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In Re Marriage of Raski

OPINION FILED SEPTEMBER 13, 1978.

IN RE MARRIAGE OF ARMA RASKI ET AL. — (ARMA L. RASKI, PLAINTIFF-APPELLEE,

v.

JOHN A. RASKI, DEFENDANT-APPELLANT.)



APPEAL from the Circuit Court of Williamson County; the Hon. ROBERT LANSDEN, Judge, presiding.

MR. JUSTICE KARNS DELIVERED THE OPINION OF THE COURT:

Appellant John A. Raski appeals from the judgment of the Circuit Court of Williamson County dividing marital property and granting child support to appellee Arma L. Raski for the benefit of their minor son following the parties' dissolution of marriage.

John and Arma Raski were married in June 1967. At that time, the parties had little or no property. Through a joint effort, they have accumulated what is stipulated to be marital property under the recently enacted Illinois Marriage and Dissolution of Marriage Act (Ill. Rev. Stat. 1977, ch. 40, par. 101 et seq.). The major item is the marital home which is valued at or in excess of $37,000. The outstanding balance of the mortgage on the home is roughly $14,000. The contents of the home are marital property and have not been valued. The parties own two automobiles, a 1972 Opel and a 1976 Chevrolet. Mrs. Raski has medical insurance covering herself and the child, and has two small life insurance policies. Mr. Raski also has a medical policy covering himself and the child. In addition he has a $15,000 life insurance policy with Arma as beneficiary. The parties had two savings accounts and one checking account. Although the evidence is somewhat contradictory, it appears that one savings account was in both parties' names, with a balance of either $2,300 or $2,900 at the time the parties separated. The other savings account, although marital property, was in Mrs. Raski's name, and had a balance of $3,100 to $3,400 at the same time. The checking account was in both names and had a balance of about $300.

The parties are school teachers and make roughly equivalent salaries. Mr. Raski makes approximately $16,000 a year and Mrs. Raski earns $15,300 a year. On most occasions they pooled their resources.

One child, Anthony Raski III, who is four years old and in good health, was born of the marriage. After Mr. Raski left the home in February 1976, he voluntarily paid child support of $165 per month. When he stopped paying the support, a temporary order was entered in the amount of $150 a month. Mrs. Raski testified that this sum, in addition to what she made, was hardly sufficient to cover the child's support and maintain herself and the home.

She further testified that after the parties' separation, she withdrew $1,200 from her savings account and $1,100 from the joint savings account. She pooled these funds with her tax refund and purchased E bonds for the benefit of the child. Both Mrs. Raski's and the child's names are on the bonds. She also withdrew additional funds from her savings account to pay expenses when Mr. Raski stopped making child support payments for three to four months. In addition, she used the balance of the funds in the joint checking account for purposes undisclosed in the record.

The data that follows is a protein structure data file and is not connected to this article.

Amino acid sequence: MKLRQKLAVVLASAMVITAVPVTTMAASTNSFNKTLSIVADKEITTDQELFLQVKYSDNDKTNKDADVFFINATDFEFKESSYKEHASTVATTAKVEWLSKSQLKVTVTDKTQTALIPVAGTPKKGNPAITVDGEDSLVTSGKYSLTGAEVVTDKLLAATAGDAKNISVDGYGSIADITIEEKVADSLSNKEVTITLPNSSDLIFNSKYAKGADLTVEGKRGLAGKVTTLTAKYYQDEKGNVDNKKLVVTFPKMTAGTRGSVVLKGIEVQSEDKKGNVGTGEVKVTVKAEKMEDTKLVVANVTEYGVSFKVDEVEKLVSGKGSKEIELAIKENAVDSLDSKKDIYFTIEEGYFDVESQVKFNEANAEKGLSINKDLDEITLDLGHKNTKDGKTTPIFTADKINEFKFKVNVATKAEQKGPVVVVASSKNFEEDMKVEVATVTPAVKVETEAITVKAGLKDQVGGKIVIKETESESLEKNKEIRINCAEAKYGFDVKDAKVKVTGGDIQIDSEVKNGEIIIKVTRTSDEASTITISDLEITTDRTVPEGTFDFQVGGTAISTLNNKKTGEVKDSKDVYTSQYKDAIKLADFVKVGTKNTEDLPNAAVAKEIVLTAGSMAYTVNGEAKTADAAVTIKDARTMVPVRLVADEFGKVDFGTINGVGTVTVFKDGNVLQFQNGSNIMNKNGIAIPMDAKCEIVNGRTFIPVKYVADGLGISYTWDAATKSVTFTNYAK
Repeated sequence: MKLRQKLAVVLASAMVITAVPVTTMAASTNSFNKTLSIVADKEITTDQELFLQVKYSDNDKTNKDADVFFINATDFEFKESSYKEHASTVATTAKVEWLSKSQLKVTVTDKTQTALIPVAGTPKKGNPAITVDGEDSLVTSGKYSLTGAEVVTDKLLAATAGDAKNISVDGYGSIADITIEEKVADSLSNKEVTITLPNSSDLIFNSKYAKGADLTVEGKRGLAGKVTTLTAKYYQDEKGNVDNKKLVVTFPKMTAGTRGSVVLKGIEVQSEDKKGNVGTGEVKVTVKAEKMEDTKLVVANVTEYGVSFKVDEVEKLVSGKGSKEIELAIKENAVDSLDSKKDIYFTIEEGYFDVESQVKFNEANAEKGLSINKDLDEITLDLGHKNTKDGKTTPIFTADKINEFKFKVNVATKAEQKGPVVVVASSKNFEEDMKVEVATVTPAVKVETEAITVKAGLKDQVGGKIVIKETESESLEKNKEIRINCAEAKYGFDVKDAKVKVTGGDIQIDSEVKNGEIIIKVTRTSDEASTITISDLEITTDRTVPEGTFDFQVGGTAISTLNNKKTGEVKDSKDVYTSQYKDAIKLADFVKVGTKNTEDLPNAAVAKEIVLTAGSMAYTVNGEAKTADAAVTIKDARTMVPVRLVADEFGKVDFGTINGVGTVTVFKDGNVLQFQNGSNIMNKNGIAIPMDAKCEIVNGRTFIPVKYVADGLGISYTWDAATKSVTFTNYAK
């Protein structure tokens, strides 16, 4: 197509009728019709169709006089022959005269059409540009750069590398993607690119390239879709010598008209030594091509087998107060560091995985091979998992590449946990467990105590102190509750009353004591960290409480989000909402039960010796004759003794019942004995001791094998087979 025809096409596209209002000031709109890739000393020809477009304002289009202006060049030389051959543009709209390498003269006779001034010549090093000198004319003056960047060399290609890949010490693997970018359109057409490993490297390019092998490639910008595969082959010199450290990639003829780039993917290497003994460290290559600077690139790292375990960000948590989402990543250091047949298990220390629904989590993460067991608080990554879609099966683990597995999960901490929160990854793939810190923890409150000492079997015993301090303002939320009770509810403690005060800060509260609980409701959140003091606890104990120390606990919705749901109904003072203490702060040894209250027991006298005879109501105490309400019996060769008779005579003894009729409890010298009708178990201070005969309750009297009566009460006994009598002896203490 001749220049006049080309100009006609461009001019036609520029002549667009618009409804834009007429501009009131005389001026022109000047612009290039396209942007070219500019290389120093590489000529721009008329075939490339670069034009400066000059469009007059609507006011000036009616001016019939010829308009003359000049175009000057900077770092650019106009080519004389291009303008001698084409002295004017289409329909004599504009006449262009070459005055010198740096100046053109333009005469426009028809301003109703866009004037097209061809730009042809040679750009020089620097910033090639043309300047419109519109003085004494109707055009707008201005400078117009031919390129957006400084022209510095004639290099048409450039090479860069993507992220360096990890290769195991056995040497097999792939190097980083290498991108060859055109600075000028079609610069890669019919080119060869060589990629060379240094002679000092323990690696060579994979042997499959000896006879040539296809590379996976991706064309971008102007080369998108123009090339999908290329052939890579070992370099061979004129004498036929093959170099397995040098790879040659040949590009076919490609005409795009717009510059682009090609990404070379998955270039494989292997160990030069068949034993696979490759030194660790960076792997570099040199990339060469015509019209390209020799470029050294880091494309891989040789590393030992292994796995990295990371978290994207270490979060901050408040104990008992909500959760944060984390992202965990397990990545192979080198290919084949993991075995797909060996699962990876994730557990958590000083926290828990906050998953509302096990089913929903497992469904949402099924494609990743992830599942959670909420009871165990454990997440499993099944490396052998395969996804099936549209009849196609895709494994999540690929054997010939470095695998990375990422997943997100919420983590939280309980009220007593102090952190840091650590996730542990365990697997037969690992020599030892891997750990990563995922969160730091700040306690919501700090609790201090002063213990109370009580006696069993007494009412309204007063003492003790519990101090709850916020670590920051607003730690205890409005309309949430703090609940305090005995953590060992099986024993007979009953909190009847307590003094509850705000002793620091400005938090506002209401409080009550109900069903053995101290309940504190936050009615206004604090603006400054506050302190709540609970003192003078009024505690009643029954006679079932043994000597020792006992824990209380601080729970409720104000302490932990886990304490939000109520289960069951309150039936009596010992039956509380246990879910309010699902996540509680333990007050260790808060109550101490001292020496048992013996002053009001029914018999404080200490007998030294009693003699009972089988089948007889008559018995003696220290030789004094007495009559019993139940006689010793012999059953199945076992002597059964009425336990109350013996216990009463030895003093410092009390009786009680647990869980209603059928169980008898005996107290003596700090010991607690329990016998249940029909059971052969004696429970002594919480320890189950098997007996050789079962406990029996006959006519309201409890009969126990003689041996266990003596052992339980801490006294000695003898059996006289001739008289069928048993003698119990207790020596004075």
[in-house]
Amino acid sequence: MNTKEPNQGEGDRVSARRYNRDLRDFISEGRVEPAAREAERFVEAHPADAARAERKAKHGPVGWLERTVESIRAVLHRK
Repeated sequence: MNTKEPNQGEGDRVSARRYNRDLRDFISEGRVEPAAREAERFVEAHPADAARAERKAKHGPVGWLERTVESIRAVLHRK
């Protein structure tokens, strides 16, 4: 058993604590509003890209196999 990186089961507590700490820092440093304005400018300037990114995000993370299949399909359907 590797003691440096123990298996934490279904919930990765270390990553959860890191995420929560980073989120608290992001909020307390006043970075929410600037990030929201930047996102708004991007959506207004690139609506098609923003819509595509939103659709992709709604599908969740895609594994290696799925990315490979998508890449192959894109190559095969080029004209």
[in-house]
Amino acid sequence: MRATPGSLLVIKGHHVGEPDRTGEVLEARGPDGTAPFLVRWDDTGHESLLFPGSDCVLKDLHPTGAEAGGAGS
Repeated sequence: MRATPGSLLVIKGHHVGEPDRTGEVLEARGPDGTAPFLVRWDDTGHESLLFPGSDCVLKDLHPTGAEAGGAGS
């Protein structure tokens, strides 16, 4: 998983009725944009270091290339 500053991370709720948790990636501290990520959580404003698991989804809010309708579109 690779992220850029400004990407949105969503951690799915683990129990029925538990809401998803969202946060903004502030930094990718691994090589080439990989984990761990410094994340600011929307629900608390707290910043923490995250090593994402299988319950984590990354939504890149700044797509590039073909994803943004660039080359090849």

Mr. Raski testified that his wife had taken $1,920 from the joint savings account after the marriage separation. He withdrew the remaining balance of $1,100.

Mrs. Raski continues to make the mortgage payments and the routine house repairs.

The trial court ordered Mr. Raski to pay child support of $165 per month. In addition, it awarded him the 1976 Chevrolet, work tools, hunting equipment, an antique desk, and a baby bed. Mrs. Raski was awarded the 1972 Opel, the remaining home furnishings, and an undivided one-half interest in the marital home. Appellant's one-half interest was to be conveyed in trust for the minor child until said child reached the age of 18 years, at which time the corpus was to pass outright to the child. The trial court then awarded each party "his or her own bank accounts."

On appeal, appellant assigns as error the child support award of $165 per month. He further challenges the conveyance of his interest in real estate in trust for the benefit of his son and the purchase of the E Bonds out of marital property also for the son's benefit. Lastly, appellant asserts that the trial court failed to divide equitably the marital property bank accounts.

It is firmly established in Illinois that the amount of child support lies within the sound discretion of the trial court and will not be set aside unless contrary to the manifest weight of the evidence. (Riordan v. Riordan, 47 Ill. App.3d 1019, 365 N.E.2d 492 (1st Dist. 1977); Elizer v. Elizer, 36 Ill. App.3d 552, 344 N.E.2d 493 (5th Dist. 1976); Knox v. Knox, 31 Ill. App.3d 816, 334 N.E.2d 891 (1st Dist. 1975).) The enactment of the new Illinois Marriage and Dissolution of Marriage Act does not reduce the need for proper trial court discretion. Section 505, entitled "Child Support," states:

"[T]he court may order either or both parents owing a duty of support to a child of the marriage to pay an amount reasonable and necessary for his support, without regard to marital misconduct, after considering all relevant factors, including:

(2) the financial resources and needs of the custodial parent;

(3) the standard of living the child would have enjoyed had the marriage ...


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